Tufecki describes gatekeeping as “the process by which such non-transparent algorithmic computational-tools dynamically filter, highlight, suppress, or otherwise play an editorial role–fully or partially”. Put rather simply, “algorithmic gatekeeping” is that it is a process that decides what information gets to go past the “gate” and be seen. This process is much more complex than this, but in its most basic form, this is what algorithmic gatekeeping does. The “gate” varies depending on the situation; Tufekci’s main example of algorithmic gatekeeping being utilized is Facebook. The gate in this instance is people’s newsfeeds. Facebook uses algorithmic gatekeeping to determine what content to show on people’s newsfeeds, based off an algorithm that decides what content is most relevant to that person.
Posting work online adds another element for public writers to consider. As public writers, algorithmic gatekeeping should be kept in mind when creating our work because it can affect the audience of the work greatly. Because algorithmic gatekeeping uses information known about a person in order to decide what content should be displayed, this process profiles people. This means that we, as the writers, don’t have all the control when thinking about our audiences. Public writers always have a specific audience in mind when writing and of course, there will be a secondary audience, but algorithms can alter who sees the information, maybe deviating from the intended audience.
One of my campaign pieces included various posts on a Facebook page. Algorithmic gatekeeping could benefit my campaign piece. The algorithm might find people who have mental health issues based off their posts and “likes” of other pages and my page might come up as a recommended page. In this instance, my information will be reaching further than I could do by sharing my page in different groups and whatnot. Further, it is doing the work of circulating the information for me. However, algorithms could limit who sees the page, thus altering my targeted audience. While teens struggling with mental health issues are my main audience, parents of these teens are too. Algorithmic gatekeeping might not decide to show my page to parents. Further, if Facebook doesn’t have any information or indication that parents have teens battling mental health, then Facebook is very unlikely to show my page to these parents. Therefore, my targeted audience isn’t being reached.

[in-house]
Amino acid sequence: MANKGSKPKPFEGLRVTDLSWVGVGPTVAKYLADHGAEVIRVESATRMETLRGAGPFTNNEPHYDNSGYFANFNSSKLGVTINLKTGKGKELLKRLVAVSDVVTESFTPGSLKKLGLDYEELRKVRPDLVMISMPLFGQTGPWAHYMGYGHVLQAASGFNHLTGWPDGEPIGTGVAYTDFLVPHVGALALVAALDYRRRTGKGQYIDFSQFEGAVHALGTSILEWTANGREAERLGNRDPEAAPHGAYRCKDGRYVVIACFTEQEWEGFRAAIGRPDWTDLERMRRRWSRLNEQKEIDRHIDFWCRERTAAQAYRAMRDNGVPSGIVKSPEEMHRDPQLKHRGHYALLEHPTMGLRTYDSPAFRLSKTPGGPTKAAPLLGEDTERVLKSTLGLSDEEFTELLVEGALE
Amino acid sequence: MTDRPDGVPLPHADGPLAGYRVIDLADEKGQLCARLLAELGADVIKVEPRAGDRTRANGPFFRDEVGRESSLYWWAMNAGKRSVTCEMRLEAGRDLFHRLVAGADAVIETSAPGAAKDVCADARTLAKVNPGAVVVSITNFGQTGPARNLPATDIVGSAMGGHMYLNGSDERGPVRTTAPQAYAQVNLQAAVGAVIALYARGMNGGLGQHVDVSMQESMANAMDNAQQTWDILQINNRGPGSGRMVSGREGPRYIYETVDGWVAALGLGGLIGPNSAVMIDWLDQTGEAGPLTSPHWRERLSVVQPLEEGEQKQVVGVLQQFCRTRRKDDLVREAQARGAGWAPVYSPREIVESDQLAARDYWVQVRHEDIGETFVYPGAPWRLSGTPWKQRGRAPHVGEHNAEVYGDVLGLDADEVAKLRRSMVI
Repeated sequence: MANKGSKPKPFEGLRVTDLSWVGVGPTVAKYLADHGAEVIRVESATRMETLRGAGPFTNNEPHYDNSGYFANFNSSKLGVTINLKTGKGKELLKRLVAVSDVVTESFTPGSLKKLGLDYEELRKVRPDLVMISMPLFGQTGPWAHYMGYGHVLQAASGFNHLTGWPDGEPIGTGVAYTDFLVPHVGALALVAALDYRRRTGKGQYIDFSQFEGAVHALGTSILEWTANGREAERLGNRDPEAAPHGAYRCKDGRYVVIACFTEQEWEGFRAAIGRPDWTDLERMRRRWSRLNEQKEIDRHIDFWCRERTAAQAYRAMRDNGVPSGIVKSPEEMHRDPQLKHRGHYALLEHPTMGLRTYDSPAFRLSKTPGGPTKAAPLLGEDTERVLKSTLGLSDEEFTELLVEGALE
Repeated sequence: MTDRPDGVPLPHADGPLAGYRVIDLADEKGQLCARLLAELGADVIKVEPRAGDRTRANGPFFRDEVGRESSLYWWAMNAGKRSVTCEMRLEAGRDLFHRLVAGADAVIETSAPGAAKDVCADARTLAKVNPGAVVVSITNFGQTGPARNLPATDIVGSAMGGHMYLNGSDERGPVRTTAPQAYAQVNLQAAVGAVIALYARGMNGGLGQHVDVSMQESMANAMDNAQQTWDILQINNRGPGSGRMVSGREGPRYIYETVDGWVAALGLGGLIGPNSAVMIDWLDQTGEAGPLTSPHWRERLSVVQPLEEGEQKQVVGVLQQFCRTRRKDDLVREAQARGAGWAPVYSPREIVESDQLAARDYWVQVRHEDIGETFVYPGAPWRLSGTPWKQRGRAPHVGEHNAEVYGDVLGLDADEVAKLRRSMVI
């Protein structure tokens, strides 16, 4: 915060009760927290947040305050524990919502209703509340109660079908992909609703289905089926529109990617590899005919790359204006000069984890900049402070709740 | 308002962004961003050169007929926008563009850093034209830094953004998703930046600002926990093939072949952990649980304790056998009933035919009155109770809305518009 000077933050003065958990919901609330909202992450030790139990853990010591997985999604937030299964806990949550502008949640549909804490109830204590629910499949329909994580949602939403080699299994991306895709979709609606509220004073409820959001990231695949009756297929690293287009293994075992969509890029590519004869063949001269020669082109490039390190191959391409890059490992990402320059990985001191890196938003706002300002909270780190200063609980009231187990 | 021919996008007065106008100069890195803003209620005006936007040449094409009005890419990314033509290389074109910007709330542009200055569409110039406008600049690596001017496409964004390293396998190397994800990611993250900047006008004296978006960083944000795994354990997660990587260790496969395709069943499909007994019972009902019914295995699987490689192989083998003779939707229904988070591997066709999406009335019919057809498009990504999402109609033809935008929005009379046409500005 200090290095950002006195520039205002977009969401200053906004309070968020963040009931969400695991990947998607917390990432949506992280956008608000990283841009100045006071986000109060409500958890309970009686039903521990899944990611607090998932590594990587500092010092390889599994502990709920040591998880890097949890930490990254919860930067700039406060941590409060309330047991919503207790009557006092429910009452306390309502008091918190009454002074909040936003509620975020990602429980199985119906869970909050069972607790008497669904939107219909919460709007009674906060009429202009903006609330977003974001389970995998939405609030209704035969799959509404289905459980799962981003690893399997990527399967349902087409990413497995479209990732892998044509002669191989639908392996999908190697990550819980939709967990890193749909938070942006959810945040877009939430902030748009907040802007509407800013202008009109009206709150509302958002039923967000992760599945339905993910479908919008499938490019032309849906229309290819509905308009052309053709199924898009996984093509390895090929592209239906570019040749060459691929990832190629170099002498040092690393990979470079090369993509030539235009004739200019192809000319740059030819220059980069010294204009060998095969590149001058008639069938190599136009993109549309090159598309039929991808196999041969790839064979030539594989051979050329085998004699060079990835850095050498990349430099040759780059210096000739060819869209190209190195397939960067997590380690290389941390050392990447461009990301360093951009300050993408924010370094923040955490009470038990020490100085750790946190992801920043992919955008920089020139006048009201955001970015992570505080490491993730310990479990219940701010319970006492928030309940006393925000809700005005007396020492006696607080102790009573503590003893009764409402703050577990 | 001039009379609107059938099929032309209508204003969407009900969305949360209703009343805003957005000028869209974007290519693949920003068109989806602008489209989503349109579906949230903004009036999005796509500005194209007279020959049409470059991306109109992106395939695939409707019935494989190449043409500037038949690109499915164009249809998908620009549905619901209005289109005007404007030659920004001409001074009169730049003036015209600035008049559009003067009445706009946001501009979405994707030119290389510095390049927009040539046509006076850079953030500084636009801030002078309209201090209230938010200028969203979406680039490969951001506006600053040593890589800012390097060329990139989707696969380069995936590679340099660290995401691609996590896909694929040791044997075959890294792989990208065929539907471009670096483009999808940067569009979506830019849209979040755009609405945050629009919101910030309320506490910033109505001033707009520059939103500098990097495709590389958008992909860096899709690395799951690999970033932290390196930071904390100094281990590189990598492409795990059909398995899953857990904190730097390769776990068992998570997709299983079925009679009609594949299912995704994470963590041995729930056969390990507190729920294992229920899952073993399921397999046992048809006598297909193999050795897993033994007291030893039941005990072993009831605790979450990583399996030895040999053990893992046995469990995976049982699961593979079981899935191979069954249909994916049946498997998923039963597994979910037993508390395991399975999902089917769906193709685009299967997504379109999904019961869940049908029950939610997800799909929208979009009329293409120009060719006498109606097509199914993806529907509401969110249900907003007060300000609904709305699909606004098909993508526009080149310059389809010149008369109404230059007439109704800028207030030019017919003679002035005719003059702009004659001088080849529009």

While my campaign piece is just one small example of how algorithmic gatekeeping can either help or hinder, each time gatekeeping is used, it can either help or hinder. The problem with this is that it is not known, for each instance, if it will be a good thing to do or not. Gatekeeping doesn’t always allow the “correct” or “right” information through. Instead, what information passes on is based off subjective decision making, according to Tufekci. Should algorithmic gatekeeping be allowed, knowing that there are consequences to it? Should we just accept the good and the bad that comes from gatekeeping? Time will tell if lawmakers will make decisions about the ethicalness of algorithmic gatekeeping. With many instances in the news currently about the ethicalness of algorithmic gatekeeping, lawmakers may be pressured to enact new laws.